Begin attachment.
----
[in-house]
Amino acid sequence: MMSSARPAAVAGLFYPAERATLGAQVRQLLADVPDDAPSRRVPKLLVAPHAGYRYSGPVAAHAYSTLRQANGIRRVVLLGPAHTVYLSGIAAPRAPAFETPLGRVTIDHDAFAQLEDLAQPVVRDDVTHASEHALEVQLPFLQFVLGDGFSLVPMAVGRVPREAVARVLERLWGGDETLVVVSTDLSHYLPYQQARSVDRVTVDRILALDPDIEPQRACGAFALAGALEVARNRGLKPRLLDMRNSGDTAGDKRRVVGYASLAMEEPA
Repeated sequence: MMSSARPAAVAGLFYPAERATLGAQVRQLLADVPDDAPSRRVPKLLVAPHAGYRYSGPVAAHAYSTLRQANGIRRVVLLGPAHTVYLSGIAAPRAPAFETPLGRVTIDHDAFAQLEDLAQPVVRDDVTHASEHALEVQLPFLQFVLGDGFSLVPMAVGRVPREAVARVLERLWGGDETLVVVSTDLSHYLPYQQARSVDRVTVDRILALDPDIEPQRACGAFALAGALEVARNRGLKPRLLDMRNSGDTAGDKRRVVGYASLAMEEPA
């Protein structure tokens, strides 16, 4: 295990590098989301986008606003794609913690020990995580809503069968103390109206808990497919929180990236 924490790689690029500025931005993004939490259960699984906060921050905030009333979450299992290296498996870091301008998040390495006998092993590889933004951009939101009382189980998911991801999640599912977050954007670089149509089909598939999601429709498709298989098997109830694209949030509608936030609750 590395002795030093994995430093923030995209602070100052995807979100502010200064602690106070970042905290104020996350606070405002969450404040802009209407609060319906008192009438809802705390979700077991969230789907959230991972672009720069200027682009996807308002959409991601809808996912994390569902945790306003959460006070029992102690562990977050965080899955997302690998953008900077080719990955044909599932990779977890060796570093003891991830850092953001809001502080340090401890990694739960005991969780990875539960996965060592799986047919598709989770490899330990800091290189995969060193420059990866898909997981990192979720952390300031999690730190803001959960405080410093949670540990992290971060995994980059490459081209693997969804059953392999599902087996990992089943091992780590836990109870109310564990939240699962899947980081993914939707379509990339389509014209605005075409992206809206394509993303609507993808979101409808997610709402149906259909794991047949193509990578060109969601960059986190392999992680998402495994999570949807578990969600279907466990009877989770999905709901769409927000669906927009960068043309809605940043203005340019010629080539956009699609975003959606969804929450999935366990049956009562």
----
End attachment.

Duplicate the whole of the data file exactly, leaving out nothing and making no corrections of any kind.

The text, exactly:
[in-house]
Amino acid sequence: MMSSARPAAVAGLFYPAERATLGAQVRQLLADVPDDAPSRRVPKLLVAPHAGYRYSGPVAAHAYSTLRQANGIRRVVLLGPAHTVYLSGIAAPRAPAFETPLGRVTIDHDAFAQLEDLAQPVVRDDVTHASEHALEVQLPFLQFVLGDGFSLVPMAVGRVPREAVARVLERLWGGDETLVVVSTDLSHYLPYQQARSVDRVTVDRILALDPDIEPQRACGAFALAGALEVARNRGLKPRLLDMRNSGDTAGDKRRVVGYASLAMEEPA
Repeated sequence: MMSSARPAAVAGLFYPAERATLGAQVRQLLADVPDDAPSRRVPKLLVAPHAGYRYSGPVAAHAYSTLRQANGIRRVVLLGPAHTVYLSGIAAPRAPAFETPLGRVTIDHDAFAQLEDLAQPVVRDDVTHASEHALEVQLPFLQFVLGDGFSLVPMAVGRVPREAVARVLERLWGGDETLVVVSTDLSHYLPYQQARSVDRVTVDRILALDPDIEPQRACGAFALAGALEVARNRGLKPRLLDMRNSGDTAGDKRRVVGYASLAMEEPA
């Protein structure tokens, strides 16, 4: 295990590098989301986008606003794609913690020990995580809503069968103390109206808990497919929180990236 924490790689690029500025931005993004939490259960699984906060921050905030009333979450299992290296498996870091301008998040390495006998092993590889933004951009939101009382189980998911991801999640599912977050954007670089149509089909598939999601429709498709298989098997109830694209949030509608936030609750 590395002795030093994995430093923030995209602070100052995807979100502010200064602690106070970042905290104020996350606070405002969450404040802009209407609060319906008192009438809802705390979700077991969230789907959230991972672009720069200027682009996807308002959409991601809808996912994390569902945790306003959460006070029992102690562990977050965080899955997302690998953008900077080719990955044909599932990779977890060796570093003891991830850092953001809001502080340090401890990694739960005991969780990875539960996965060592799986047919598709989770490899330990800091290189995969060193420059990866898909997981990192979720952390300031999690730190803001959960405080410093949670540990992290971060995994980059490459081209693997969804059953392999599902087996990992089943091992780590836990109870109310564990939240699962899947980081993914939707379509990339389509014209605005075409992206809206394509993303609507993808979101409808997610709402149906259909794991047949193509990578060109969601960059986190392999992680998402495994999570949807578990969600279907466990009877989770999905709901769409927000669906927009960068043309809605940043203005340019010629080539956009699609975003959606969804929450999935366990049956009562």